LILIA LUCIANO, BIO, AGE, FAMILY, WIFE, SCHOOL, SALARY, NET WORTH, CBS

Lilia Luciano Biography

Lilia Luciano is a public speaker, filmmaker, and television investigative reporter. She is now located in Los Angeles as a national journalist for CBS News. She was the main investigative journalist on Discovery Channel’s Border Live and worked as an investigative reporter at ABC 10 in Sacramento before going to Los Angeles. Luciano has identified patterns of corruption in family court as an investigative reporter for ABC 10, where he has been working on a multipart story.

However, she has worked on investigations into sex trafficking, teacher diversity, campaign financing, and police shootings, including daily coverage of Stephon Clark’s shooting in 2018. She studied the oil and gas industry’s influence on Louisiana’s coastal land loss as a vice News anchor. Luciano was infiltrated with a caravan of gasoline smugglers on Viceland’s Black Market Dispatches, hiding in a race vehicle stocked with 400 liters of illegal fuel. Immigration, asylum seekers, the California homeless problem, the California wildfires, and her documentary about colonialism and Hurricane Maria in Puerto Rico are among the tales nominated.

How old is Lilia Luciano? – Age

Luciano was born in San Juan, Puerto Rico. She is years as of 2021.

Where did Lilia Luciano go to school? – Education

He studied pre-medicine at Tufts University in Massachusetts. She moved to the University of Miami in 2003 and earned a bachelor’s degree in economics and broadcast journalism in 2007. Luciano interned with Telemundo at the University of Miami, where she created and hosted a finance and economics feature for Telemundo International.

Lilia Luciano husband – Family

Matt DeRoss, a film producer, is Luciano’s husband. Luis Alayo, a Catalan banker, was her first husband, whom she married on December 28, 2007. However, 18 months later, the couple split due to irreconcilable differences. Luciano was chosen for People en Espanol’s 50 Most Beautiful People edition in 2009. Luciano was featured on the cover of Cosmopolitan Magazine in November 2010. She has not mentioned if she has children or not.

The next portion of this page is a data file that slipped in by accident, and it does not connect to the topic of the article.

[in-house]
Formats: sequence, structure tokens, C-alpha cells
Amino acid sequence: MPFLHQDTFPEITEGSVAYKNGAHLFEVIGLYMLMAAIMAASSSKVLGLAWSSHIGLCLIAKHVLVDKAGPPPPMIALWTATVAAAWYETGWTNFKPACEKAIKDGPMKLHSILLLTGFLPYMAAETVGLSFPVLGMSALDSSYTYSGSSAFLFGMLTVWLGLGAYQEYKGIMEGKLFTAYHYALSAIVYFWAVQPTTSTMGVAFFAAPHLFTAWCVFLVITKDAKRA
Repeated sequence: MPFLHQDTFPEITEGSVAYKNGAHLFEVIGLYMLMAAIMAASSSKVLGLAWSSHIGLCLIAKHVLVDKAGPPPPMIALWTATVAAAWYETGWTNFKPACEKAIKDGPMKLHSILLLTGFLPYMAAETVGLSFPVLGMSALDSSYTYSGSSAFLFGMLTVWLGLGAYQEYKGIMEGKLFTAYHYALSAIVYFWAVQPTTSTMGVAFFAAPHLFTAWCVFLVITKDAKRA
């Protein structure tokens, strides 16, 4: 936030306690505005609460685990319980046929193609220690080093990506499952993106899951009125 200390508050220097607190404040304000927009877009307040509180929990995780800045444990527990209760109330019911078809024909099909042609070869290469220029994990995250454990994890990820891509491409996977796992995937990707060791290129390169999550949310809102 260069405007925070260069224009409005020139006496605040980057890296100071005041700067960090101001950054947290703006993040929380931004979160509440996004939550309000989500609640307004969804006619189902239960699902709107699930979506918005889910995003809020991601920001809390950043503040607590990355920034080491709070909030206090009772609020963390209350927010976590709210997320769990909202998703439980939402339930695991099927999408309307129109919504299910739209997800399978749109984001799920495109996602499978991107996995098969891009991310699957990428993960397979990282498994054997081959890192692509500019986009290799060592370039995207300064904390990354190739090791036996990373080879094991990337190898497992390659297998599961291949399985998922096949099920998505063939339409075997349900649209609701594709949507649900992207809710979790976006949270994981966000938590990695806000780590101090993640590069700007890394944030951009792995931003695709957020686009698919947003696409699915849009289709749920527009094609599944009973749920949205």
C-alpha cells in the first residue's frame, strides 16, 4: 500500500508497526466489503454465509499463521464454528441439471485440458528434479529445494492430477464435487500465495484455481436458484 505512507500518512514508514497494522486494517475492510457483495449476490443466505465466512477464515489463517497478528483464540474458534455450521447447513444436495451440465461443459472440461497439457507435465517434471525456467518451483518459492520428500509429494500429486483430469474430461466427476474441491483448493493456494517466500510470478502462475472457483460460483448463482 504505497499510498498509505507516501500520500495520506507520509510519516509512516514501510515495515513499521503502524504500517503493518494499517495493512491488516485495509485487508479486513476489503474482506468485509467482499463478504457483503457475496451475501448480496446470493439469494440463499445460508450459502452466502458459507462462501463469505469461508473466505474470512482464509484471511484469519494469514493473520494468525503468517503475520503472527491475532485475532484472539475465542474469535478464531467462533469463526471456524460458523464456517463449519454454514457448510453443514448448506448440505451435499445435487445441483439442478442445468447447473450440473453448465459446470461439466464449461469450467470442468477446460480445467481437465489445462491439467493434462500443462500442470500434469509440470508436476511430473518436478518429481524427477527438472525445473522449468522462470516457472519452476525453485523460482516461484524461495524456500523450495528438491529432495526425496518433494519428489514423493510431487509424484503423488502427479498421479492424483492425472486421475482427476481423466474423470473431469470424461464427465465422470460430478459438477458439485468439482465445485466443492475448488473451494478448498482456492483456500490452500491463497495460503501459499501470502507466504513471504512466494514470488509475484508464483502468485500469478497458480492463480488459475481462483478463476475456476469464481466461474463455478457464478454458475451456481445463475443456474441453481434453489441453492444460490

Lilia Luciano The CBS journalist
Lilia Luciano The CBS journalist

What is Luciano Salary?

She earns an estimated salary of $67,234 per year.

Luciano Net Worth

Her net worth is $3 million.

Lilia Luciano Career

Luciano joined Univision Networks as a journalist and co-anchor for the nightly broadcast En Vivo y Directo after graduating from the University of Miami. Luciano was dismissed from NBC for fabricating a George Zimmerman 911 audio edit on the eve of Trayvon Martin’s death to make it look as though the killing was racially motivated.

Her rewrite was flawless “This person appears to be up to no good, maybe on narcotics. His hand is engrossed in his waistline. He’s also a black man.”

She worked as the main investigative correspondent for Discovery Channel’s Border Live show, where she spent time in communities and with border enforcement organizations on both sides of the border. She was also the investigative reporter for TEGNA-owned ABC 10, a role that gained her regional and national media prizes. She looked into politics, crime, family court, immigration, housing, education, homelessness, police shootings, drug policy, wildfires, and other natural catastrophes, as well as an award-winning documentary on Hurricane Maria in Puerto Rico.
Guerras Ajenas, an HBO Latin America documentary examining the consequences of US drug policy in Colombia, was directed by Luciano.